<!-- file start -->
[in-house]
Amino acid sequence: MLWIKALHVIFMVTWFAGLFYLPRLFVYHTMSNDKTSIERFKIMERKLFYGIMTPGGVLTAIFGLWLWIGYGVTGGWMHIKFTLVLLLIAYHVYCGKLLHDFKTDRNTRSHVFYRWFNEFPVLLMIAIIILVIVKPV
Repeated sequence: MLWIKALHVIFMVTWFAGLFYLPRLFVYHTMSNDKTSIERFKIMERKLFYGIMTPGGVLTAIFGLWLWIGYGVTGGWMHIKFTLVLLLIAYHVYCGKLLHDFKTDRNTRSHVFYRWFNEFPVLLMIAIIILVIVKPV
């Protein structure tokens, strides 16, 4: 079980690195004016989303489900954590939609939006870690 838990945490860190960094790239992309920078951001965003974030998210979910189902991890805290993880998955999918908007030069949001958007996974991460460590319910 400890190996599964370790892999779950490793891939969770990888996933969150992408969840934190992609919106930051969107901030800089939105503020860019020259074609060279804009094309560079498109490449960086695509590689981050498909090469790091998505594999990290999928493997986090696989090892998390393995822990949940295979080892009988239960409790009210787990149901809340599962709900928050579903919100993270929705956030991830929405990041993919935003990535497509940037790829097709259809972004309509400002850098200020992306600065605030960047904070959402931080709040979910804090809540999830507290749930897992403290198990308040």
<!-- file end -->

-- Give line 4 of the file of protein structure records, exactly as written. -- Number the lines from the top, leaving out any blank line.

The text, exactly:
């Protein structure tokens, strides 16, 4: 079980690195004016989303489900954590939609939006870690 838990945490860190960094790239992309920078951001965003974030998210979910189902991890805290993880998955999918908007030069949001958007996974991460460590319910 400890190996599964370790892999779950490793891939969770990888996933969150992408969840934190992609919106930051969107901030800089939105503020860019020259074609060279804009094309560079498109490449960086695509590689981050498909090469790091998505594999990290999928493997986090696989090892998390393995822990949940295979080892009988239960409790009210787990149901809340599962709900928050579903919100993270929705956030991830929405990041993919935003990535497509940037790829097709259809972004309509400002850098200020992306600065605030960047904070959402931080709040979910804090809540999830507290749930897992403290198990308040």